• Just got an email notice that someone signed up for a credit card in my name and with my email address. Presumably they're trying to get a copy of my credit report?

  • Could Lifelock or perhaps a more active defense service (do these exist?) help with this? I know home/auto/life insurance companies offer identity protection and/or recovery; do any of them offer protection/defense services against this kind of [sic] siege?

  • At some point you have to think they could get in touch with the Feds and ask to be put through the witness protection system. Come out the other side with scrubbed identities, etc.

    Even better, keep the old identities alive and use them as bait to draw these people out.
    • Unfortunately there is no proof of "crime" so the (incompetent) feds won't do anything. :-(

      I can't imagine what kind of karma this little shit is creating for himself.

  • When I was in HS, kids would sign their friends up for hundreds of magazine subscriptions at a time and thought it was funny. I think you can still fill out those cards and prank your friends, although I've never tried. I understand the challenge with cancelled service, but how are they getting things like gravel delivered without a deposit of some sort. Heck if I were the gravel company, I'd be happy to take a deposit, call the victim, agree not to deliver the gravel and split the deposit with them!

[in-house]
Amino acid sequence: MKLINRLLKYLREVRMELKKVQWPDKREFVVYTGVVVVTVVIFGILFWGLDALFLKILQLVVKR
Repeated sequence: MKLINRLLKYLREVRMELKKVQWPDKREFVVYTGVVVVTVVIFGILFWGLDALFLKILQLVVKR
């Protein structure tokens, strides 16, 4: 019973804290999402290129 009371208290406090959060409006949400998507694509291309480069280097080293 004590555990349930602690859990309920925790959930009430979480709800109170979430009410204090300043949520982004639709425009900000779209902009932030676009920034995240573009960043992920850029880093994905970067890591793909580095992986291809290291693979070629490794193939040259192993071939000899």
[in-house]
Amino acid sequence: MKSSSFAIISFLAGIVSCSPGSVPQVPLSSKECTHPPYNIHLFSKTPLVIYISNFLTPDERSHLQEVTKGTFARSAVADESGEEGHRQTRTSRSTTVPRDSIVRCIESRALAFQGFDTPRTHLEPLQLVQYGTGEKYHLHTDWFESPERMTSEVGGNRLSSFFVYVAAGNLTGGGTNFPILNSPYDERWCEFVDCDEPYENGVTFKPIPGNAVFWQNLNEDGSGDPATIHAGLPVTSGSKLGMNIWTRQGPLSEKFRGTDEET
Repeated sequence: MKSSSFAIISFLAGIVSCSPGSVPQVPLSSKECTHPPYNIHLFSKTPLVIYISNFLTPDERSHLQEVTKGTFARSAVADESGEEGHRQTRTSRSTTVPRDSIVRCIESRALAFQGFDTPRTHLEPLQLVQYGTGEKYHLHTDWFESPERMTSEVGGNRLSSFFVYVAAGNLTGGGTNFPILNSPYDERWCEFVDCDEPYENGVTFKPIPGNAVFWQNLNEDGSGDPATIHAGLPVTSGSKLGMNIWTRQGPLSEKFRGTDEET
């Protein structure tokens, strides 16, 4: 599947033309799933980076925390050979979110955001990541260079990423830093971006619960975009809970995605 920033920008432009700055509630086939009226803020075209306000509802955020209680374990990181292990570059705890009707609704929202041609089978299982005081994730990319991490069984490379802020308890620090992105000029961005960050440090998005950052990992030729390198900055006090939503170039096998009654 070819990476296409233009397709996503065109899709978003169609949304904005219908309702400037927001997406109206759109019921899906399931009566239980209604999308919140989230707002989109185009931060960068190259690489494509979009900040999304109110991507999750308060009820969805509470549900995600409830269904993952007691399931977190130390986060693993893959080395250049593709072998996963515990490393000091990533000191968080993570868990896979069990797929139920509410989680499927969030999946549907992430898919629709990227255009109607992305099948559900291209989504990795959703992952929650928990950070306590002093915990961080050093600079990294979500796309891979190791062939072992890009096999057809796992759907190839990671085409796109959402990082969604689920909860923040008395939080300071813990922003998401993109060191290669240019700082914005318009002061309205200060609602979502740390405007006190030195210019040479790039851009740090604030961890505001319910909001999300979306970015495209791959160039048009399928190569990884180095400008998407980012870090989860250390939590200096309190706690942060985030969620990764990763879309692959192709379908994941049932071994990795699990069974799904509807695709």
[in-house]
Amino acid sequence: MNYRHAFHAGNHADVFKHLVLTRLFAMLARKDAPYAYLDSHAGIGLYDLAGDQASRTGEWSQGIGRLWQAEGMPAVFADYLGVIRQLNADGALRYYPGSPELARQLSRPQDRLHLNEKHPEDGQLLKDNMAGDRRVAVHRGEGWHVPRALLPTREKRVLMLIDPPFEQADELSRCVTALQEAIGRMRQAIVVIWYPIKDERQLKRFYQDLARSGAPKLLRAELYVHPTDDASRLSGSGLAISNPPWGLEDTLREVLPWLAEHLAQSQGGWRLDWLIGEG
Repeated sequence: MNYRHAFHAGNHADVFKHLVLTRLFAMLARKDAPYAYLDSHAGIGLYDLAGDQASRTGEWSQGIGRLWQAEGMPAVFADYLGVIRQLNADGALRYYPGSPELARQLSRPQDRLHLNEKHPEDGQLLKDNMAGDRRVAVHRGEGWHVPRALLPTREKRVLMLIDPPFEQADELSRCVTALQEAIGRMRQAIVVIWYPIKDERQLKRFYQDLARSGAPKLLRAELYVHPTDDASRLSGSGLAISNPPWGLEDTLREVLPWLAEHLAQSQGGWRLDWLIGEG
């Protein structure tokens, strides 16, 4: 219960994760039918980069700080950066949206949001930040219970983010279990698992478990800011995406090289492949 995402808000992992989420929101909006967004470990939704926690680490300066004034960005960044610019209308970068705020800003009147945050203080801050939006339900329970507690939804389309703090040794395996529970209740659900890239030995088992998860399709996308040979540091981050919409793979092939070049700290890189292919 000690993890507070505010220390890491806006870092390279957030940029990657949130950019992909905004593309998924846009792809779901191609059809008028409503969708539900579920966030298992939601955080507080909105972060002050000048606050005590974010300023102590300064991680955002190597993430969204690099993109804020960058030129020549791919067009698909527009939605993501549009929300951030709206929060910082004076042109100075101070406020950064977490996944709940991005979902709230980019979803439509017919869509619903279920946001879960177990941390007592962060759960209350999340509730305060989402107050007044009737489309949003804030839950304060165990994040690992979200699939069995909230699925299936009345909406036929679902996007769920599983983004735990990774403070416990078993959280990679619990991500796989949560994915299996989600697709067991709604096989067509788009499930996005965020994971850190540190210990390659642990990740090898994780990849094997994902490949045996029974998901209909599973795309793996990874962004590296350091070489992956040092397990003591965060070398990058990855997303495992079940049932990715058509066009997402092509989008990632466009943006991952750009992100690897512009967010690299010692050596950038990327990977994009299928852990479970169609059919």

• > On Halloween 2013, Comcast shut off their cable and Internet service.

    Right, because that never happens...

  • Hm. I wonder if Anonymous takes cases like this.

  • Blair says it stemmed from a disagreement over the release of a “zine” describing the exploits of Hack the Planet, a group he was also a part of. Kivimaki says his hostility stems from Blair’s threat to release the names and personal information of some of Kivimaki’s friends

    In either version of events, this family is not an innocent victim.

    Join a recreational "haxor" group, get fucked over by said group. End of story.

    If you care about digital advocacy join a white hat group like the EFF, but if you are a black hat, then get slammed by black hats, you don't deserve a long huge fonted thoughtful story piece.

    • Even if you take the view that Blair deserves what's coming to him, these dicks are going after his parents and siblings. That's reprehensible.
  • by Anonymous Coward on Tuesday November 24, 2015 @05:24PM (#50997831)

    The so-called hacker collectives are really just perpetrating the tragedy of the commons. We build a fence around the sheep pasture, and they knock it over to show us that we should have built a stronger fence.

    "Why did you do that?"

    "To show you what will happen when the bad people come to steal the sheep."

    It will take them a decade of growing up to realize that they were the bad people.

    Same thing with finding a wallet on the ground. A guy takes the money and tosses the wallet in the trash, saying that if he didn't take the cash someone else would have. No...it was you who took the cash. You're the bad guy.

  • But so long as modern Scandinavia forsakes its Viking roots and is saddled with a legal system that metes out six months of community service for genocide, people like Kivimaki will keep getting away with whatever they want.

"What if" is a trademark of Hewlett Packard, so stop using it in your sentences without permission, or risk being sued.